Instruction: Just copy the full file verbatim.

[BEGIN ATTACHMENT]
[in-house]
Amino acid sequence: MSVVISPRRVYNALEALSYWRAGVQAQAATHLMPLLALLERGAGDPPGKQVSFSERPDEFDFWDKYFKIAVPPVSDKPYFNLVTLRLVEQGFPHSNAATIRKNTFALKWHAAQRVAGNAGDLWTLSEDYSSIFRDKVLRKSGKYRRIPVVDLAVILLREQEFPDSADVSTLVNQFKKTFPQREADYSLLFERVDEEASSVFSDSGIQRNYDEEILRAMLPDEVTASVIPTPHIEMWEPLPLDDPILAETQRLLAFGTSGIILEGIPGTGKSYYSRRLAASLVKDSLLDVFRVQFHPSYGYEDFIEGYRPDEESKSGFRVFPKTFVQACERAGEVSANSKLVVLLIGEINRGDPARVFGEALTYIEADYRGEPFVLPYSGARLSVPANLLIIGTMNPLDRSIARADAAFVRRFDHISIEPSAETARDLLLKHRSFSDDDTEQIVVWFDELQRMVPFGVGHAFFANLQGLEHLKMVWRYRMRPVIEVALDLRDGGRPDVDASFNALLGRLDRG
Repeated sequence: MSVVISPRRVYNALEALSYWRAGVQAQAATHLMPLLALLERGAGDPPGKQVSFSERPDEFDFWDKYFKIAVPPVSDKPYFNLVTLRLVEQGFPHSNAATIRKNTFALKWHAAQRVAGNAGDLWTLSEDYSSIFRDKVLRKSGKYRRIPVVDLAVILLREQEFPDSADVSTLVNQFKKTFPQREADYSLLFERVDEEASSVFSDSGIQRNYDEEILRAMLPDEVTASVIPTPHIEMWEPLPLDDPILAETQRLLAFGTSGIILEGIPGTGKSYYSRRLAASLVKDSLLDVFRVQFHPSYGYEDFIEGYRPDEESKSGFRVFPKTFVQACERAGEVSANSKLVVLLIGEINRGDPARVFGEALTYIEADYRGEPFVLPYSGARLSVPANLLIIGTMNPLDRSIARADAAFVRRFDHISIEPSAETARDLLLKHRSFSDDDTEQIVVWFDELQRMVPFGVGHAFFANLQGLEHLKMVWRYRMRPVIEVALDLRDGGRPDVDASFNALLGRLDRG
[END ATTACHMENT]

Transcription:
[in-house]
Amino acid sequence: MSVVISPRRVYNALEALSYWRAGVQAQAATHLMPLLALLERGAGDPPGKQVSFSERPDEFDFWDKYFKIAVPPVSDKPYFNLVTLRLVEQGFPHSNAATIRKNTFALKWHAAQRVAGNAGDLWTLSEDYSSIFRDKVLRKSGKYRRIPVVDLAVILLREQEFPDSADVSTLVNQFKKTFPQREADYSLLFERVDEEASSVFSDSGIQRNYDEEILRAMLPDEVTASVIPTPHIEMWEPLPLDDPILAETQRLLAFGTSGIILEGIPGTGKSYYSRRLAASLVKDSLLDVFRVQFHPSYGYEDFIEGYRPDEESKSGFRVFPKTFVQACERAGEVSANSKLVVLLIGEINRGDPARVFGEALTYIEADYRGEPFVLPYSGARLSVPANLLIIGTMNPLDRSIARADAAFVRRFDHISIEPSAETARDLLLKHRSFSDDDTEQIVVWFDELQRMVPFGVGHAFFANLQGLEHLKMVWRYRMRPVIEVALDLRDGGRPDVDASFNALLGRLDRG
Repeated sequence: MSVVISPRRVYNALEALSYWRAGVQAQAATHLMPLLALLERGAGDPPGKQVSFSERPDEFDFWDKYFKIAVPPVSDKPYFNLVTLRLVEQGFPHSNAATIRKNTFALKWHAAQRVAGNAGDLWTLSEDYSSIFRDKVLRKSGKYRRIPVVDLAVILLREQEFPDSADVSTLVNQFKKTFPQREADYSLLFERVDEEASSVFSDSGIQRNYDEEILRAMLPDEVTASVIPTPHIEMWEPLPLDDPILAETQRLLAFGTSGIILEGIPGTGKSYYSRRLAASLVKDSLLDVFRVQFHPSYGYEDFIEGYRPDEESKSGFRVFPKTFVQACERAGEVSANSKLVVLLIGEINRGDPARVFGEALTYIEADYRGEPFVLPYSGARLSVPANLLIIGTMNPLDRSIARADAAFVRRFDHISIEPSAETARDLLLKHRSFSDDDTEQIVVWFDELQRMVPFGVGHAFFANLQGLEHLKMVWRYRMRPVIEVALDLRDGGRPDVDASFNALLGRLDRG